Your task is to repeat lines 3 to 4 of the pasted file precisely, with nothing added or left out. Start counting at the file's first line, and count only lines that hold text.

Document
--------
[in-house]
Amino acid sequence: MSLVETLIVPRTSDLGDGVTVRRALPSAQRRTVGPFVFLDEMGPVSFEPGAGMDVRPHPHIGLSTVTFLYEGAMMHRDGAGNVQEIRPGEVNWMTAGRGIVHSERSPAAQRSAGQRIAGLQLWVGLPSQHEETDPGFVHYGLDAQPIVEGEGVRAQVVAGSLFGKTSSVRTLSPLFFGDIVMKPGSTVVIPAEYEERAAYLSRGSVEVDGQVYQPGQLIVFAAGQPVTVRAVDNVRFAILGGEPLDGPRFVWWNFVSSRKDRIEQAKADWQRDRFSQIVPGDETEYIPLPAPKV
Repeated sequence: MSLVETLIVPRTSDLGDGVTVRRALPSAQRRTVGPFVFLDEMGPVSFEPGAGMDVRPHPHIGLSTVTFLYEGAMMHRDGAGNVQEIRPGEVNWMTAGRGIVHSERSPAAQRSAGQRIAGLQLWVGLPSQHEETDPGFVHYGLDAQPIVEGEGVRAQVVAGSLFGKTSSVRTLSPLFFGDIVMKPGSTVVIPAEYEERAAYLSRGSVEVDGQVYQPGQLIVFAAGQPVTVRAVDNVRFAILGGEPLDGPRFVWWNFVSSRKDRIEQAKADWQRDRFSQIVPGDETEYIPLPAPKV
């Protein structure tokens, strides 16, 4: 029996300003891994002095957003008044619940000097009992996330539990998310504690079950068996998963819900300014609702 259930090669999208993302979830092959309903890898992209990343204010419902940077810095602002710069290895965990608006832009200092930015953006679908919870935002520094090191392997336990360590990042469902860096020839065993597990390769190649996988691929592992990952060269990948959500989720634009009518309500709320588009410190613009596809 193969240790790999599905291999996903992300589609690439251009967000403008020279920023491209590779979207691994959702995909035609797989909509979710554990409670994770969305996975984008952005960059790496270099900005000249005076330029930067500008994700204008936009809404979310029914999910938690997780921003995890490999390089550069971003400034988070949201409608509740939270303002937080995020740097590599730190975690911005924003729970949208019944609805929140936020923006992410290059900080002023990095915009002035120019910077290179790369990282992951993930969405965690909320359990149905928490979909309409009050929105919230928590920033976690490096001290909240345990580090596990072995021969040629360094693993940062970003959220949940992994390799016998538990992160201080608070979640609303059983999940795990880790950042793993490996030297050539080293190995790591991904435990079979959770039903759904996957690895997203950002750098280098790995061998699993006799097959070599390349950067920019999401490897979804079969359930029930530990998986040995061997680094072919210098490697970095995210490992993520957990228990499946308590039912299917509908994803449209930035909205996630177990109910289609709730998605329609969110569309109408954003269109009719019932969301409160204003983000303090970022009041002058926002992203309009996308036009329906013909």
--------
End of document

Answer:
Repeated sequence: MSLVETLIVPRTSDLGDGVTVRRALPSAQRRTVGPFVFLDEMGPVSFEPGAGMDVRPHPHIGLSTVTFLYEGAMMHRDGAGNVQEIRPGEVNWMTAGRGIVHSERSPAAQRSAGQRIAGLQLWVGLPSQHEETDPGFVHYGLDAQPIVEGEGVRAQVVAGSLFGKTSSVRTLSPLFFGDIVMKPGSTVVIPAEYEERAAYLSRGSVEVDGQVYQPGQLIVFAAGQPVTVRAVDNVRFAILGGEPLDGPRFVWWNFVSSRKDRIEQAKADWQRDRFSQIVPGDETEYIPLPAPKV
């Protein structure tokens, strides 16, 4: 029996300003891994002095957003008044619940000097009992996330539990998310504690079950068996998963819900300014609702 259930090669999208993302979830092959309903890898992209990343204010419902940077810095602002710069290895965990608006832009200092930015953006679908919870935002520094090191392997336990360590990042469902860096020839065993597990390769190649996988691929592992990952060269990948959500989720634009009518309500709320588009410190613009596809 193969240790790999599905291999996903992300589609690439251009967000403008020279920023491209590779979207691994959702995909035609797989909509979710554990409670994770969305996975984008952005960059790496270099900005000249005076330029930067500008994700204008936009809404979310029914999910938690997780921003995890490999390089550069971003400034988070949201409608509740939270303002937080995020740097590599730190975690911005924003729970949208019944609805929140936020923006992410290059900080002023990095915009002035120019910077290179790369990282992951993930969405965690909320359990149905928490979909309409009050929105919230928590920033976690490096001290909240345990580090596990072995021969040629360094693993940062970003959220949940992994390799016998538990992160201080608070979640609303059983999940795990880790950042793993490996030297050539080293190995790591991904435990079979959770039903759904996957690895997203950002750098280098790995061998699993006799097959070599390349950067920019999401490897979804079969359930029930530990998986040995061997680094072919210098490697970095995210490992993520957990228990499946308590039912299917509908994803449209930035909205996630177990109910289609709730998605329609969110569309109408954003269109009719019932969301409160204003983000303090970022009041002058926002992203309009996308036009329906013909």